Imagine that the same social media copywriter from the first two examples wanted to make a career transition and become a software developer–a much different role than copywriting. In this case, the copywriter might decide to complete what’s known as a “coding bootcamp”–an intensive program where participants learn common coding languages and computer science fundamentals, starting from scratch.

There are a lot of benefits to reskilling programs like bootcamps. First of all, they allow you to pivot into a different industry entirely, despite lacking a formal background in that area. They also allow you to learn a lot in a short period of time. Lastly, they can make applicants more well-rounded and therefore more desirable to employers. Someone who can write the software, and write the text too? That’s an ideal combination!

Reskilling can benefit many different industries. Consider that more and more companies are beginning to automate processes that used to be entirely human-driven. One example of this is the emergence of the use of AI in writing and design fields. Companies that offer writing- and design-based services could soon see competition from AI-powered bots that do much of that work with much less human input.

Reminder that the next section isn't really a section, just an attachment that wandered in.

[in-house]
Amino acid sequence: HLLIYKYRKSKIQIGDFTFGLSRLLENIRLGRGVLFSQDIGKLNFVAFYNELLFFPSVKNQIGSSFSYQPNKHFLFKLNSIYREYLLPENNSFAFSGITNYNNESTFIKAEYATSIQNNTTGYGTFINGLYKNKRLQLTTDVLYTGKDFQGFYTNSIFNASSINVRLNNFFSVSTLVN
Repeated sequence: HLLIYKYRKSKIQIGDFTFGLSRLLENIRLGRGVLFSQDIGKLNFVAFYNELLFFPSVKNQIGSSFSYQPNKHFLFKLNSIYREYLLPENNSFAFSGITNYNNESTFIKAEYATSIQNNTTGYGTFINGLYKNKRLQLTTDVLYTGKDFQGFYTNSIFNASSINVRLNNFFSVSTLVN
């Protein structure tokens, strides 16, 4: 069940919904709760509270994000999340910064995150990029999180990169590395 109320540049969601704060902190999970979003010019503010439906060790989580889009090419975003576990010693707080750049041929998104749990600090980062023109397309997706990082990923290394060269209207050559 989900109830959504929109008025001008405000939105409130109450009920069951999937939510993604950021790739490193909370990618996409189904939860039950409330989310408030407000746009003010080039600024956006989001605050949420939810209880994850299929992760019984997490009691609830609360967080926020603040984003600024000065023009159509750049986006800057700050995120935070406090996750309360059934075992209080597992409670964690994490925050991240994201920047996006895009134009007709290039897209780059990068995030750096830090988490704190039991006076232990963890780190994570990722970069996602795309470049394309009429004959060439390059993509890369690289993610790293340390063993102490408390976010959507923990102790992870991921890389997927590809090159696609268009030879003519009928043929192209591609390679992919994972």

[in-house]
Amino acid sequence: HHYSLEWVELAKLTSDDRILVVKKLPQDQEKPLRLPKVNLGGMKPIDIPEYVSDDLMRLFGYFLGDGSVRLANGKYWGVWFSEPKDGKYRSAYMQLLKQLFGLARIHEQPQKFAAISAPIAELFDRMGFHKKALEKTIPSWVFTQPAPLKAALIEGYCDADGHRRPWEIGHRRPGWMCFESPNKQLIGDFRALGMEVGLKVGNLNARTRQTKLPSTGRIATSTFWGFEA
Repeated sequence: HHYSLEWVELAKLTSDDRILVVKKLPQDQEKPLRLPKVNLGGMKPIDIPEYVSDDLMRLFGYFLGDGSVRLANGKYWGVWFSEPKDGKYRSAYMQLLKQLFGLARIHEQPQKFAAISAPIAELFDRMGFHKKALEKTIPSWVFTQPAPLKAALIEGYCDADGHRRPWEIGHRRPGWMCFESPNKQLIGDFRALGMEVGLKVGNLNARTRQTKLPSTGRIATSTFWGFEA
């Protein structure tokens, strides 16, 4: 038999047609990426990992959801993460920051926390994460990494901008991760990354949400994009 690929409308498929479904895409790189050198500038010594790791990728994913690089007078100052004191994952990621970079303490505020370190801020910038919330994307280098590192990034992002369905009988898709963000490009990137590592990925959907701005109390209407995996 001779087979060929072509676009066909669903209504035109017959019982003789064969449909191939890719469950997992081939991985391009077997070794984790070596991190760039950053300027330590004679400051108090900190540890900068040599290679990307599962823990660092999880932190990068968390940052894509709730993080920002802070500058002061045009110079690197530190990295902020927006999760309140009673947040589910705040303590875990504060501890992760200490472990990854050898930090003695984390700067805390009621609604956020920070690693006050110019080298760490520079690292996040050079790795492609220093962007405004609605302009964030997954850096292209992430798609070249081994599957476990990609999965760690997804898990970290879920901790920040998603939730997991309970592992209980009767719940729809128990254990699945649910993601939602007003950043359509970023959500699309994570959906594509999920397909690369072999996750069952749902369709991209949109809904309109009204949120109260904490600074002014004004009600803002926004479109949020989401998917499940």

In this case, our social media copywriter might reskill by taking an online credential course in business analytics. This skill set would be outside of the copywriter’s current job function, but would allow them the flexibility to pivot into a new position or field, should they have the need.

When it comes to reskilling effectively, however, it’s important to do so with intention. Hopping into a new industry just because there is money to be made will likely result in burnout and/or boredom. Learning a new skillset should involve genuine interest and curiosity, especially if you expect to follow that path long term.